Art museum gala launches 'World's Fairs' exhibit
The who's who were given a sneak peak at what an exhibit 10 years in the making looks like when the Carnegie Museum of Art kicked off the Pittsburgh opening of “Inventing the Modern World: Decorative Arts at the World's Fairs, 1851-1939” with a vintage-themed black-tie gala on Friday evening.
“I snuck in this morning and had to call Jason to tell him how amazing it looked,” confessed Dolly Ellenberg.
Accolades were aplenty for co-curators Jason Busch and Catherine Futter (in from the Nelson-Atkins Museum of Art in Kansas City), as nary a word of anything but adoring praise was uttered for the 230 works of art from 45 lenders in eight countries — together for the first time.
“We're just thrilled we can celebrate with the Pittsburgh community,” Busch commented.
Formalities complete, the party made its way into the Music Hall Foyer for a wine and dine, where Bill Chisnell had crowned the space with centerpieces of red rose clusters that politely took a backseat for two towering clusters of hydrangeas, roses and hanging amaranth to dominate the scene.
“Just say it looked pretty!” he laughed.
Noshing on courses that mimicked the 1939 World's Fair menu of the Ice Terrace restaurant in the Hotel New Yorker, it was back to square one for dessert and drinks in the “Carnegie Speakeasy” for Bill andJanet Hunt, Deedee Wigmore andEmily Lenz, John andDara Henne, Nicholas andLee-Ann Bruno, Karin Jones, Chip andLynn Desmone, Ned andJo-Ann Churchill, Angela Lawler, Meghan Young, Don Hackworth, Shawn andHeather Bell, Jim andSusan Wehar, Roy andSusie Dorrance, John andDonna Peterman, Dana Dragotto, Al Dragotto, CMA director Lynn andPaul Zelevansky, and curatorial assistant Dawn Reid.
“It's a milestone for the team that put this together,” offered Carnegie Museums prez John Wetenhall. “It's communicating their understanding, and it defines others' interpretations.”
Show commenting policy
TribLive commenting policy
You are solely responsible for your comments and by using TribLive.com you agree to our Terms of Service.
We moderate comments. Our goal is to provide substantive commentary for a general readership. By screening submissions, we provide a space where readers can share intelligent and informed commentary that enhances the quality of our news and information.
While most comments will be posted if they are on-topic and not abusive, moderating decisions are subjective. We will make them as carefully and consistently as we can. Because of the volume of reader comments, we cannot review individual moderation decisions with readers.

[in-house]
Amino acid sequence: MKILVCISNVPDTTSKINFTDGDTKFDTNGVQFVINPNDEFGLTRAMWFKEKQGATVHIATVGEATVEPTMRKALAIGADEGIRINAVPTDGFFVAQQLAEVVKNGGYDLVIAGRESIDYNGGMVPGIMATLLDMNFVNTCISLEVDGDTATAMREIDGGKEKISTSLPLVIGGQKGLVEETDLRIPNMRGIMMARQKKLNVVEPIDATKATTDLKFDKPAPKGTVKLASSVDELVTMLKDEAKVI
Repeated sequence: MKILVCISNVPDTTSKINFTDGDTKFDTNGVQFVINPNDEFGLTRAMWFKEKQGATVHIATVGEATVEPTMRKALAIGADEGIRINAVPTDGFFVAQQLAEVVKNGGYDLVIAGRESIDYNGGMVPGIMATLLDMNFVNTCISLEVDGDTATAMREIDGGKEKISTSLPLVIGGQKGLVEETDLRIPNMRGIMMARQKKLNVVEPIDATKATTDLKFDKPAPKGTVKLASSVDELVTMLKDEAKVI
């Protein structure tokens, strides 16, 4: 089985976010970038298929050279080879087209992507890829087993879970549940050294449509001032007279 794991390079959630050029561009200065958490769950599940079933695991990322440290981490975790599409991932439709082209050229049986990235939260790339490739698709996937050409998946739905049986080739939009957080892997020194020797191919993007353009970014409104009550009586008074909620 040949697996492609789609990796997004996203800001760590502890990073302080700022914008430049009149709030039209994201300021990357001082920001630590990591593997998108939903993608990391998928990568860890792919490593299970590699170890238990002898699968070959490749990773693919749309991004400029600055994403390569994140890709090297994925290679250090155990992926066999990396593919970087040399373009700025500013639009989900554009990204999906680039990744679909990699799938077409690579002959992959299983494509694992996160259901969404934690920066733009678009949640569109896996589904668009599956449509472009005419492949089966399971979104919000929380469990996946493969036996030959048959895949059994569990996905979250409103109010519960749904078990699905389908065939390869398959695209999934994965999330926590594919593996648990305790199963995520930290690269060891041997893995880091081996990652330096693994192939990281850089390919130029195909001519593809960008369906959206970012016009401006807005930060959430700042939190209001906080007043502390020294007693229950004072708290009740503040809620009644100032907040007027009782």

We value thoughtful comments representing a range of views that make their point quickly and politely. We make an effort to protect discussions from repeated comments either by the same reader or different readers.
We follow the same standards for taste as the daily newspaper. A few things we won't tolerate: personal attacks, obscenity, vulgarity, profanity (including expletives and letters followed by dashes), commercial promotion, impersonations, incoherence, proselytizing and SHOUTING. Don't include URLs to Web sites.
We do not edit comments. They are either approved or deleted. We reserve the right to edit a comment that is quoted or excerpted in an article. In this case, we may fix spelling and punctuation.
We welcome strong opinions and criticism of our work, but we don't want comments to become bogged down with discussions of our policies and we will moderate accordingly.
We appreciate it when readers and people quoted in articles or blog posts point out errors of fact or emphasis and will investigate all assertions. But these suggestions should be sent via e-mail. To avoid distracting other readers, we won't publish comments that suggest a correction. Instead, corrections will be made in a blog post or in an article.
- Former pitcher Allie happily adjusting to outfield
- Pirates chase Mets’ Harvey early in rout
- Hempfield train crash search called off; no evidence found
- Biertempfel: Despite Marte’s inconsistency, Pirates’ Hurdle keeping faith
- Book details secret to Pirates’ turnaround
- Pa. gaming industry’s growth amplifies siren call for addicts
- Ex-Baldwin, Pitt star Pinkston not giving up on NFL dream
- Police arrest Beechview woman in deaths of four dogs
- Good season predicted for region’s boaters
- Breaking down the Indianapolis 500
- Coroners, organ harvesting group spar over procurement process